Visuals on the Poultry-Related Nutrient Flow in the Yadkin River Basin.
YRK was an integral part of the recent settlement with Duke Power to excavate the coal ash at Buck Power Plant, which set a precedent for the agreement between Duke and North Carolina, announced January 1, 2020. Duke will now excavate nearly all the coal ash in North Carolina.
“This is a huge step forward in protecting N.C.’s water, and we are proud of our participation in both the Buck Steam Plant settlement and in the statewide meetings to push for cleanup at all coal ash facilities. As the Buck coal ash threatened HRL, this is a very pertinent issue for its residents there,” commented Fannon.
HOW CAN WE HELP?
The Yadkin Riverkeeper is funded by individuals, companies, and foundations who share a commitment to clean water. Help us keep the Yadkin River fishable, swimmable, and drinkable, now and for future generations. We welcome you to become a member for $35 ($25 for students).
Currently, YRK has 300 members. In 2019, YRK exceeded its corporate donation revenue projections by nearly 40%, received a $22,500 grant from Winston-Salem Foundation for board and staff diversity training, and hired a part-time diversity communications specialist.
Yadkin River Dam.
- The Yadkin Riverkeeper successfully launched its historical paddle series and River Reconnect program, with the goal of providing educational programming and water-based recreation opportunities for underserved youth.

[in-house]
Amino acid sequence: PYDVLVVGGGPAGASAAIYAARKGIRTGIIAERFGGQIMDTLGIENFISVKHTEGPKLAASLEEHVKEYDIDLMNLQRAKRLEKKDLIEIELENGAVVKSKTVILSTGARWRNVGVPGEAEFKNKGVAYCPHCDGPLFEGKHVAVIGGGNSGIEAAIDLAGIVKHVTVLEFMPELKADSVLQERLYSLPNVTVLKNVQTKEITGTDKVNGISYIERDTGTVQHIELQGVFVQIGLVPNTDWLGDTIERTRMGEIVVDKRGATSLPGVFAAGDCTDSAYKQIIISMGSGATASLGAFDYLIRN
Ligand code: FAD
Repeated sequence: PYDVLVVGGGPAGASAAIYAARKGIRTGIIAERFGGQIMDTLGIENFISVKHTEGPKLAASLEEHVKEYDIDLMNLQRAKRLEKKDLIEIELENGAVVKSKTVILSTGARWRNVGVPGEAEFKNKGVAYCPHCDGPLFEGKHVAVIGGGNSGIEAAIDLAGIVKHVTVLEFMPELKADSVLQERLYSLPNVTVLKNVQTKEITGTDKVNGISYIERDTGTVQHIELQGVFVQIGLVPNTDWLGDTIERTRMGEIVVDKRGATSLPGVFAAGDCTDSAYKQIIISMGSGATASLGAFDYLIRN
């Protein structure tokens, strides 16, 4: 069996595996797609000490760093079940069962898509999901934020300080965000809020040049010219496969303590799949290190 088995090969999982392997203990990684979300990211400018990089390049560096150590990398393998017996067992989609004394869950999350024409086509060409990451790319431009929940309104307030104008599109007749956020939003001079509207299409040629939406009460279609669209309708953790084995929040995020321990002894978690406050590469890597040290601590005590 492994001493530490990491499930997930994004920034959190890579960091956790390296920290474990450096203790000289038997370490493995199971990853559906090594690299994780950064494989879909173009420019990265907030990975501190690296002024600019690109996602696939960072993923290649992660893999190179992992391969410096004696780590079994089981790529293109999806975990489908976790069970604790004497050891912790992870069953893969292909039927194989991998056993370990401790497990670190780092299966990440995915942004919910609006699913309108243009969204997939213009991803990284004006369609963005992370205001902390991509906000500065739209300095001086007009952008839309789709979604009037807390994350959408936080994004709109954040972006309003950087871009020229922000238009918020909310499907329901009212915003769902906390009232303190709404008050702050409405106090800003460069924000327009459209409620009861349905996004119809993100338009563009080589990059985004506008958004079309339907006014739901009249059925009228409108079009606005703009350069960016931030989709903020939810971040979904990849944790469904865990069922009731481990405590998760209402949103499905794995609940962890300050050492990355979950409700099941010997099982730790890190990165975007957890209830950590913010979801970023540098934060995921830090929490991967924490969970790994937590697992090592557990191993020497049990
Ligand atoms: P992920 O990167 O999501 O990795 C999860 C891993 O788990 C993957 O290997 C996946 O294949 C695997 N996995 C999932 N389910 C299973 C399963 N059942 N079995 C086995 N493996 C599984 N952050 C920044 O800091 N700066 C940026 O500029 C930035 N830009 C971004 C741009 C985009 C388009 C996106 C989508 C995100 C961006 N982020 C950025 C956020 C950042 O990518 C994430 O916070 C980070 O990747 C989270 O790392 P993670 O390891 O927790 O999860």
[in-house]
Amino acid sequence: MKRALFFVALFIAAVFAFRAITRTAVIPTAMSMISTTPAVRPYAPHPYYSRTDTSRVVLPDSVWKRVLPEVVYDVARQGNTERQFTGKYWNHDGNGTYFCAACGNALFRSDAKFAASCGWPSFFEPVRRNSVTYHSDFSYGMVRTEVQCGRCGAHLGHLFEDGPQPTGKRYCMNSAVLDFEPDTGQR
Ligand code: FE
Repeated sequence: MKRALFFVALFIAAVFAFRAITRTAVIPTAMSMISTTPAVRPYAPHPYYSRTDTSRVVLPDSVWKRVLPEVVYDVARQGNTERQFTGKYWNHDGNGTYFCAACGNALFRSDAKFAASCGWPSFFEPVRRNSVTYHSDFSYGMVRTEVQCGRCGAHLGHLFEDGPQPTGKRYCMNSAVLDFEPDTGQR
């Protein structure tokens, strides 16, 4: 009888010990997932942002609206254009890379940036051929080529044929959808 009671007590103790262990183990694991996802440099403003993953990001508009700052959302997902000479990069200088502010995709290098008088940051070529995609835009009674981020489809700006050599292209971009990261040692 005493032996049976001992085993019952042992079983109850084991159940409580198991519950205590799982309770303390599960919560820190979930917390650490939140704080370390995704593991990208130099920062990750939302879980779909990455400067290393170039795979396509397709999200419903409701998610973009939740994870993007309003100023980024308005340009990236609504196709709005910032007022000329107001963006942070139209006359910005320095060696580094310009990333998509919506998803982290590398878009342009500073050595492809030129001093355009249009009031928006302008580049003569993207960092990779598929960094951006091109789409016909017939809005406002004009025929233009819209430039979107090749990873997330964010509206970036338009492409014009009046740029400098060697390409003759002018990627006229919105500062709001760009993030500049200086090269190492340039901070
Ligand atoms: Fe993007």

- Began collecting data for the YRK Swim Guide program, providing information to the surrounding communities on E. coli levels in four popular swimming areas on the river and HRL. YRK now has in-house capacity to analyze samples in real time and report results to the public and local health agencies.
- Facilitated an agreement between Cube Hydro Carolinas and N.C. Division of State Parks to use $40,000 in funding from FERC-approved Recreation Plan for a new paddle trail map.
- Developed outreach materials for a sustainable agricultural initiative to promote local, sustainable meat and dairy farmers who market their products directly to consumers.
- Supported local community efforts to improve and expand access to the river, including educational presentations, paddles and outreach programs for high school students and local civic organizations.
Yadkin Riverkeeper Inc. has been a 501(c)3 nonprofit organization, supported by the generosity of individuals, corporations and organizations that care about clean water, since 2008. For more information, go to www.yadkinriverkeeper.org
Yadkin River at High Rock Lake.
I would love to hear from you on what your favorite lake activity is, or someone that you would like me to feature in 2020. Please email me at highrock@YourRowan.com